Market Orientation

[Based on Responsive and Proactive Market Orientation and New-Product Success by John C. Narver, Stanley F. Slater, Douglas L. MacLachlan; The Contingent Value of Responsive and Proactive Market Orientations for New Product Program Performance by Kwaku Atuahene-Gima, Stanley F. Slater, Eric M. Olson; The Role of Market Information in New Product Success/Failure by Brian D. Ottum, William L. Mooree]

Market orientation is about identifying, meeting and responding to customer needs in a market. With market orientation, an organization builds products/services based on customer needs and/or wants, as opposed to other orientations like product orientation which is based on what the organization is good at making. For example, with market orientation, if car buyers grew interested in electric cars, car company X would start making electric cars rather than continue to only make gasoline cars.

There are two distinct but not mutually exclusive types of market orientation: responsive market orientation and proactive market orientation. With responsive market orientation an organization responds to expressed customer needs; these needs the customer is aware. With proactive market orientation an organization responds to unexpressed (or latent) customer needs; these needs the customer is unaware. For our car example, responsive market orientation means company X would build electric cars when customers ask for it whereas with proactive orientation company X would build electric cars before customers ask for it.

Being market oriented means building successful products/services because you are constantly building toward market demands. Building the right products/services allows an organization to thrive. As such, market orientation can be a competitive advantage for an organization.

Responsive orientation is most common because this information about customers is easier to access. But organizations focused strictly on being responsive may miss future market opportunities. “for any business to create and to maintain sustainable competitive advantage continually, it must increase its proactive market orientation continually” (Narver et. al) It is thus vital that organizations have both and avoid getting stuck in responsive mode. To have a competitive advantage, car company X needs to respond to what customers want with gasoline cars and start making electric cars before customers know they want them.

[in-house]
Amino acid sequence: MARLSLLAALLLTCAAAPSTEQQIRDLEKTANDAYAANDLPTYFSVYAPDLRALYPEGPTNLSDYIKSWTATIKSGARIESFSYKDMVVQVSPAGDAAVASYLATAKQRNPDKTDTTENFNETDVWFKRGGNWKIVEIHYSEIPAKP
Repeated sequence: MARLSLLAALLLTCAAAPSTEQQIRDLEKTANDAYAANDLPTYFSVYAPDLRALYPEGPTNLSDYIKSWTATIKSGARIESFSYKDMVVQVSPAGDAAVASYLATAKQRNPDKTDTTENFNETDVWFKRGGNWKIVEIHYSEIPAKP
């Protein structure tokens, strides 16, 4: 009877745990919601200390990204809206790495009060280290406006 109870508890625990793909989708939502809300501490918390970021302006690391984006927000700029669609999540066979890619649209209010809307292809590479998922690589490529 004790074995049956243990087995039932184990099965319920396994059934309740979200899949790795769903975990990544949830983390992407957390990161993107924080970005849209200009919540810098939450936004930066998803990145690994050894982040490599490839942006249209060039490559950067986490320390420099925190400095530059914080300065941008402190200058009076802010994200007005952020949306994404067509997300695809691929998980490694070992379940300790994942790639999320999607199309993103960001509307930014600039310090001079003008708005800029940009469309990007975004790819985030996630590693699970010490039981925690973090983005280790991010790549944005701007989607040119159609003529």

The positive effect of proactive market orientation is higher in organizations that have low strategic mission rigidity, high learning orientation and marketing’s power within the organization is high. (The positive effects of reactive is higher for the reverse.) Additionally, the positive effects of proactive market orientation is bell-shaped, meaning that an organization can be too proactive and decrease performance. The positive effects of reactive market orientation is u-shaped, meaning that it only becomes valuable at a certain level or at a very low level.

What is important here is that for market orientation to be successful, the organization must not only gather and share market information but also use it. Market information is for the entire organization, not just the marketing department. Car company X needs to fully integrate the marketing department in other parts of the organization so market information is not seen as separate, privileged or inaccessible.

Successful market orientation for car company X means a sustainable competitive advantage through making the right products for their market. Car company X must be either highly reactive or lowly reactive (depending on organizational structure) while maintaining a medium level of proactive orientation. This must not just live in the marketing department but be integrated in every part of the organization – market information must be used.

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